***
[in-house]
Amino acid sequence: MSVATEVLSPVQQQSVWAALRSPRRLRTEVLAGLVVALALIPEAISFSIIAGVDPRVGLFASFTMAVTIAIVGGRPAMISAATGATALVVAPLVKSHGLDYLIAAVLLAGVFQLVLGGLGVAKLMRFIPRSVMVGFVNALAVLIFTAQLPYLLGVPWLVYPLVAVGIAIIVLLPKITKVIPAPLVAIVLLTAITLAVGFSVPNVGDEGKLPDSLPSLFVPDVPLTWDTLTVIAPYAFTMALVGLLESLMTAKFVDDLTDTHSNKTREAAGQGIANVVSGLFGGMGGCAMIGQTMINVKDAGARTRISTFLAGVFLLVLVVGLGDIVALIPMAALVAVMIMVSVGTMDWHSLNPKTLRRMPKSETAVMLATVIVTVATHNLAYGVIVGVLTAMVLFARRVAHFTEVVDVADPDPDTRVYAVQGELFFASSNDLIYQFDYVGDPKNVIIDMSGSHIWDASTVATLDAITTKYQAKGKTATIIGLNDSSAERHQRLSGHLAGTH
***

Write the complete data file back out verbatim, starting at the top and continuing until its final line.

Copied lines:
[in-house]
Amino acid sequence: MSVATEVLSPVQQQSVWAALRSPRRLRTEVLAGLVVALALIPEAISFSIIAGVDPRVGLFASFTMAVTIAIVGGRPAMISAATGATALVVAPLVKSHGLDYLIAAVLLAGVFQLVLGGLGVAKLMRFIPRSVMVGFVNALAVLIFTAQLPYLLGVPWLVYPLVAVGIAIIVLLPKITKVIPAPLVAIVLLTAITLAVGFSVPNVGDEGKLPDSLPSLFVPDVPLTWDTLTVIAPYAFTMALVGLLESLMTAKFVDDLTDTHSNKTREAAGQGIANVVSGLFGGMGGCAMIGQTMINVKDAGARTRISTFLAGVFLLVLVVGLGDIVALIPMAALVAVMIMVSVGTMDWHSLNPKTLRRMPKSETAVMLATVIVTVATHNLAYGVIVGVLTAMVLFARRVAHFTEVVDVADPDPDTRVYAVQGELFFASSNDLIYQFDYVGDPKNVIIDMSGSHIWDASTVATLDAITTKYQAKGKTATIIGLNDSSAERHQRLSGHLAGTH